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Greenock, James Watt Dock

Dock(S) (19th Century) - (20th Century)

Site Name Greenock, James Watt Dock

Classification Dock(S) (19th Century) - (20th Century)

Alternative Name(s) Garvel Point; Greenock Harbour; Upper Firth Of Clyde; Inner Clyde Estuary

Canmore ID 68371

Site Number NS27NE 17

NGR NS 29677 75697

Datum OSGB36 - NGR


Ordnance Survey licence number AC0000807262. All rights reserved.
Canmore Disclaimer. © Copyright and database right 2024.

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Digital Images

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Administrative Areas

  • Council Inverclyde
  • Parish Greenock
  • Former Region Strathclyde
  • Former District Inverclyde
  • Former County Renfrewshire

Archaeology Notes

NS27NE 17.00 29677 75697

James Watt Dock [NAT]

OS 1:10,000 map, 1993.

Formerly entered as NS27NE 16 at cited location NS 296 757.

For (adjacent to NW) training school (NS 2959 7859), see NS27NE 12.

For (adjacent to S) sugar warehouse (NS 29828 75528), see NS27NE 15.

See also:

NS27NE 31.00 NS 29337 75925 Garvel Wet Dock

NS27NE 31.01 NS 29331 75888 Garvel Dry Dock

NS37NW 18.00 NS 30304 75600 Great Harbour


Architect: Walter R Kinipple 1886.

(Undated) information in NMRS.

(Location cited as NS 297 757). James Watt Dock, 1879-86, engineer W R Kinipple. A roughly rectangular gated basin, with a short pier at the E end giving additional berthage.

Along the S quay is a fine range of red- and white-brick warehouses [NS27NE 15], with two 5-storey and attic, 7-bay blocks, with central hoists, and two 3-storey and attic, one 9-bay, the other 11. The lower buildings have ridged roofs, with circular windows in the attics.

Immediately adjacent to the N are the Great Harbour (NS37NW 18.00), 1880 on, and the Garvel Graving Dock (1871), engineer W R Kinipple.

J R Hume 1976.

Visible on vertical air photographs (88/041/98, 100, flown 1988).

Information from RCAHMS (RJCM/DE) July 1996

The James Watt Dock was Greenock's answer to Queen's Dock, Glasgow (NS56NE 88.00). Its 14.5 acre [5.9ha] area was intended to accommodate the largest vessels using the Clyde; 2133yds [1951m] of berthage was available. It was also to be the only true wet dock on the river, a minimum depth of 28ft [8.5m] being maintained by a sliding entrance-gate. The corresponding figure at Queen's Dock was only 20ft [6.1m].

The scheme was approved by the Greenock Harbour Trust in June 1878; the foundation stone was laid in August 1881 and the dock was opened in August 1886. Its cost had risen from an estimated £208,000 to over £850,000 on completion.

Trade to did not readily move to the dock, which remained consistently underused. It caused considerable embarrassment to the Greenock Harbour Trust, and was to be the last new work at Greenock for nearly 80 years.

J Riddell 2000.


Project (2007)

This project was undertaken to input site information listed in 'Civil engineering heritage: Scotland - Lowlands and Borders' by R Paxton and J Shipway, 2007.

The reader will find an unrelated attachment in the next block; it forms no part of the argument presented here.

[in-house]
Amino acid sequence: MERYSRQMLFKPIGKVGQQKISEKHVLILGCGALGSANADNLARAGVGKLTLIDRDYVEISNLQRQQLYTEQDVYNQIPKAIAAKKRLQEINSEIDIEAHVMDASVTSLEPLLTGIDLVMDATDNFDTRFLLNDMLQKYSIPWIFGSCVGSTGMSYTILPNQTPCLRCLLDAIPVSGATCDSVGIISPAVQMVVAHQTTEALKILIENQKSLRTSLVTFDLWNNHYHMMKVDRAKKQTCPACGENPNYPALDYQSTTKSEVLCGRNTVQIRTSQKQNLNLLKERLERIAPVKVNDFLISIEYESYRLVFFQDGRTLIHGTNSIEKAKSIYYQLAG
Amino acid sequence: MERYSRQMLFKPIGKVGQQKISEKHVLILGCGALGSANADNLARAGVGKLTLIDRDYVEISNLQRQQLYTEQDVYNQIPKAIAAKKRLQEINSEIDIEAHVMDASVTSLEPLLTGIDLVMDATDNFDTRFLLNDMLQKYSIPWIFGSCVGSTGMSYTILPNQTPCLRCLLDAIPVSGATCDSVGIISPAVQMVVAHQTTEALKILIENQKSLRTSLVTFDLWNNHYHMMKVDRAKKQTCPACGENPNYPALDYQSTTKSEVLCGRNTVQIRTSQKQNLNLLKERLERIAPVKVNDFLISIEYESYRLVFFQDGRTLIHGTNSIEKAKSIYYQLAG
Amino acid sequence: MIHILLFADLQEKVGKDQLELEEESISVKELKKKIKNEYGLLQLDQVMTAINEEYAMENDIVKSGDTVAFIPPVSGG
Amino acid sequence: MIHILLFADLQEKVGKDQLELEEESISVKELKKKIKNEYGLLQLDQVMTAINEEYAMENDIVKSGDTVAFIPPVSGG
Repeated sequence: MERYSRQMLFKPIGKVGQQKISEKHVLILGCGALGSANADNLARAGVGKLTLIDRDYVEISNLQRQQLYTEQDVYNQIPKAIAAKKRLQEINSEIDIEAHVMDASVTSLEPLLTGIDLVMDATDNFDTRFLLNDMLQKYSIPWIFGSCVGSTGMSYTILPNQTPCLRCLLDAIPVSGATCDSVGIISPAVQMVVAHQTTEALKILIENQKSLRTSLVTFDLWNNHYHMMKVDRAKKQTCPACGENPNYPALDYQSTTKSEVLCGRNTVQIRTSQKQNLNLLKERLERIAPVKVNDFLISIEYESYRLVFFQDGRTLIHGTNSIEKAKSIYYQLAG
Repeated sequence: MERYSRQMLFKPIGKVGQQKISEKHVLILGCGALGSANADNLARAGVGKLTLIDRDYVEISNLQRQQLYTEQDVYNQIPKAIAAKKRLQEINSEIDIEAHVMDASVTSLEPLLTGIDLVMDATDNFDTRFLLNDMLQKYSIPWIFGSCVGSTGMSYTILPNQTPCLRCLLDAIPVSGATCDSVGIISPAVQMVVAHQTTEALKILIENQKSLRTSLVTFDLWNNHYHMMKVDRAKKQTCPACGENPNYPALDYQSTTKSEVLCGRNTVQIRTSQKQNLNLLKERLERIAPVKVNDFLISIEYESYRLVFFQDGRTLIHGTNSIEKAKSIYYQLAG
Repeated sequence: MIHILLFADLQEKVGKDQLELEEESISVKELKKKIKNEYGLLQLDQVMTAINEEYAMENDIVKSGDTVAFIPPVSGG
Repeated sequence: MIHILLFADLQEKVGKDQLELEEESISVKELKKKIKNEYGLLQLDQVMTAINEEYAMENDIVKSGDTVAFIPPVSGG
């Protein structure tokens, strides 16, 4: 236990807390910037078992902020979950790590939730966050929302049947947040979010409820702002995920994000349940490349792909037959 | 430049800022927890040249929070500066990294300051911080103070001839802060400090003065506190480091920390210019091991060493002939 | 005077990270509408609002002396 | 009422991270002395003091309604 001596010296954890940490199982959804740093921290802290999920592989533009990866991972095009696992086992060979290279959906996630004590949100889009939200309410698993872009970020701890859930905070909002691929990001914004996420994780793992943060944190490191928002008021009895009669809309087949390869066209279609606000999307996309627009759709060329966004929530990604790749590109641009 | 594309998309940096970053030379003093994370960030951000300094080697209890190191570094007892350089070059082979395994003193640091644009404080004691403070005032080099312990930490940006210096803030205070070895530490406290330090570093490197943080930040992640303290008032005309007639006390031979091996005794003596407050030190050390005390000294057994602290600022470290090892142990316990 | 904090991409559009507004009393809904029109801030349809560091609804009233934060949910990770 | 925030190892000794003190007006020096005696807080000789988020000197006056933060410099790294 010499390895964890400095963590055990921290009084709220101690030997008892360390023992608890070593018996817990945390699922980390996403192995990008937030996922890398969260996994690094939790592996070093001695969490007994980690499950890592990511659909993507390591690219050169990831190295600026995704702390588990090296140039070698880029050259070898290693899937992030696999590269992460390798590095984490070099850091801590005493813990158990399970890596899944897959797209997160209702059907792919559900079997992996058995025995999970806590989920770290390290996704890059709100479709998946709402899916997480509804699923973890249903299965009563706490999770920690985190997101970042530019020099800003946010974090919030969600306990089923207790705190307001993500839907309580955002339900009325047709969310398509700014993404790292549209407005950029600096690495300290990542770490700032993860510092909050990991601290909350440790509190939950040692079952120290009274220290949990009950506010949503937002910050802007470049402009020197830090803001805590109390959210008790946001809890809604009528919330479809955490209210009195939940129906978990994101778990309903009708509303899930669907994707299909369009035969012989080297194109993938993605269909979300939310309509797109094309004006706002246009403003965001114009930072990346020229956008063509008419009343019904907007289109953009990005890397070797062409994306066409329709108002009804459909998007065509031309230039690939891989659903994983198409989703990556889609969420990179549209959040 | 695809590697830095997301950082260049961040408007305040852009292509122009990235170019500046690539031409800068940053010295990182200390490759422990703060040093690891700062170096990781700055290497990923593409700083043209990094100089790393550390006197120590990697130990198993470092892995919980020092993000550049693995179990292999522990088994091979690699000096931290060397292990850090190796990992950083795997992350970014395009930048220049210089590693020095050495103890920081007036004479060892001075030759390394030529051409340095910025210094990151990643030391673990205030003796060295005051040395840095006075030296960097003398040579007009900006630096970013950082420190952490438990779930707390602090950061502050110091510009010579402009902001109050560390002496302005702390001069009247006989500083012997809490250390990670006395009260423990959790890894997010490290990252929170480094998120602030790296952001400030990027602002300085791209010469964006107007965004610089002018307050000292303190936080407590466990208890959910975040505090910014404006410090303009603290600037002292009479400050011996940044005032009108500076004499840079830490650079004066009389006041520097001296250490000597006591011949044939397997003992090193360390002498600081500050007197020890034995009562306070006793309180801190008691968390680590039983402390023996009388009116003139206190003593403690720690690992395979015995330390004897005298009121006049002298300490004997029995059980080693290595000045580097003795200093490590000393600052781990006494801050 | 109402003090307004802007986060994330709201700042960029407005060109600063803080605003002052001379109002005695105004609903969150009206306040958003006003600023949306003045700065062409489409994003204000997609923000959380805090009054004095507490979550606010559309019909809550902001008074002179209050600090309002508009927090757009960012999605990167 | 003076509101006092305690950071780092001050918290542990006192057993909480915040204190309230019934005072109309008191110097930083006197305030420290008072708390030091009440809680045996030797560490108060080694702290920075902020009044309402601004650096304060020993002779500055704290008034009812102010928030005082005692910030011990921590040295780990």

Publication Account (2007)

Also on the Garvel estate, to the south of Garvel Docks, lies the the James Watt Dock, named after the town’s eminent son.

The first sod was cut on 1 August 1879, the foundation stone was laid on 6 August 1881 and the dock was opened in 1886. It is 2000 ft long, 400 ft wide and 32 ft deep at low water. It is now little used.

About the same time a massive river wall was built from Garvel Point to Inchgreen embracing the tidal harbours and bringing the total harbour accommodation of Greenock to more than 100 acres.

R Paxton and J Shipway

Reproduced from 'Civil Engineering heritage: Scotland - Lowlands and Borders' with kind permission of Thomas Telford Publishers.

Project (2008)

An impact assessment was undertaken by Headland Archaeology in 2008.

Headland Archaeology 2008

Watching Brief (March 2011 - August 2011)

Headland Archaeology Ltd was commissioned by James Watt Dock LLP to undertake a programme of archaeological works in connection with a planning condition on public realm landscaping works at James Watt Dock, Greenock. The work included a ‘reactive watching brief’ where archaeological monitoring of groundbreaking works was undertaken where and when archaeological remains were uncovered during groundbreaking works or in areas of known archaeological sensitivity.

Headland responded to a single call-out during the reactive watching brief on ground breaking works in March 2011. This recorded a brick-constructed culvert that contained a number of cast-iron pipes and modern cables. The culvert was considered to be part of the original docks constructed in the 1870s.

Note (6 June 2017)

The building of the James Watt Dock (1878-86) was part of a scheme to improve the harbours of Greenock so that they could compete with the Glasgow dockyards. Garvel Park with its country house and estate sitting on a headland was mostly excavated away leaving only the former Georgian house remaining (see NS27NE 59). The harbour scheme was to be a wet dock with lock gates at both the W and NE entrances but it was never completed as planned. Only the James Watt Harbour and part of the Great Harbour (NS27NE 18) were completed. While the harbour still has some commercial activity the E half is now used as a marina.

Information from HES, Survey and Recording (AKK) 2 April 2017.


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